**FILE** A hologram of the late George Floyd shines at the Robert E. Lee statue on Monument Avenue, where hundreds of people joined Floyd's family for the unveiling. the memorial project, sponsored by Change.org and the George Floyd Foundation, will be on display in Richmond through Aug. 6, 2020. (Sandra Sellars/Richmond Free Press via Trice Edney News Wire)

Derek Chauvin, the former Minneapolis police officer who killed George Floyd, pleaded guilty Wednesday to federal charges of violating Floyd’s civil rights.

Chauvin, who knelt on Floyd’s neck for more than nine minutes in a 2020 incident that sparked international outrage, changed his plea after reaching a deal with prosecutors, agreeing to serve 25 years in federal prison.

The sentence will run concurrently with the 22½-year sentence Chauvin received after being convicted on state charges of murder. Under the state sentence, Chauvin could have qualified for parole after 15 years.

However, there’s no parole for the federal sentence, effectively meaning that the 45-year-old Chauvin choose the longer sentence to avoid state prison.

Since his conviction earlier this year, Chauvin had remained in solitary confinement.

It’s believed Chauvin chose to plead guilty because federal prisons are viewed as safer, and he most likely would avoid contact with anyone he previously arrested.

Asked by the judge Wednesday how he wanted to plead, Chauvin replied, “At this time, guilty, your honor.”

In entering the guilty plea on the federal charge, Chauvin admitted he violated Floyd’s constitutional rights of being free from unreasonable seizure and the use of excessive force by a police officer.

Chauvin, who is white, knelt on a handcuffed Floyd, a 46-year-old Black man, as police attempted to arrest him on Memorial Day last year on suspicion of using a counterfeit $20 bill at a grocery store. He continued kneeling on Floyd, who was face-down in the street and complaining he couldn’t breathe, even after the man became unresponsive.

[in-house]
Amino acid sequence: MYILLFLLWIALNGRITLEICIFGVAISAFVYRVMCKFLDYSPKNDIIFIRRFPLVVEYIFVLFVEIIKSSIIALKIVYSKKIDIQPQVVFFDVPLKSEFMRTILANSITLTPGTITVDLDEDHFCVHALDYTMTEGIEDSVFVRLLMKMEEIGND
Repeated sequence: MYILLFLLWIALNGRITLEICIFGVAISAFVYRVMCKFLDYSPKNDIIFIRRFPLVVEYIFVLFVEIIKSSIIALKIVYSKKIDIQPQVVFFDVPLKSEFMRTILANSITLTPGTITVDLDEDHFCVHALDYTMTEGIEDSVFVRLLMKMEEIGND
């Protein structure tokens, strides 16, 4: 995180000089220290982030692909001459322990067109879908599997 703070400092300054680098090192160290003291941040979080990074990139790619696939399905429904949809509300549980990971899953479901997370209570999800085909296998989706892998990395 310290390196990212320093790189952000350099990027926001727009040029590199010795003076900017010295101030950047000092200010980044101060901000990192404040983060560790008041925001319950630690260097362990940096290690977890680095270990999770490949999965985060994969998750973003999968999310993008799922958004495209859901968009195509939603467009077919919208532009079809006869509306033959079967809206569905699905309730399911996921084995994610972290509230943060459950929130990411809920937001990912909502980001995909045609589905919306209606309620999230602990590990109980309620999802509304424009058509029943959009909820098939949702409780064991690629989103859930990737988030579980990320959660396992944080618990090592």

Three other former Minneapolis officers on the scene at the time — Thomas Lane, Alexander Kueng, and Tou Thao — also face federal charges of violating Floyd’s civil rights. The three men expect to stand trial in January.

Stacy M. Brown

Stacy M. Brown is a senior writer for The Washington Informer and the senior national correspondent for the Black Press of America. Stacy has more than 25 years of journalism experience and has authored...

Leave a comment

Your email address will not be published. Required fields are marked *

Yes, I would like to receive emails from Washington Informer Newspaper. Sign me up!


By submitting this form, you are consenting to receive marketing emails from: Washington Informer Newspaper, 3117 Martin Luther King Jr. Ave SE, Washington, DC, 20032, https://www.washingtoninformer.com. You can revoke your consent to receive emails at any time by using the SafeUnsubscribe® link, found at the bottom of every email. Emails are serviced by Constant Contact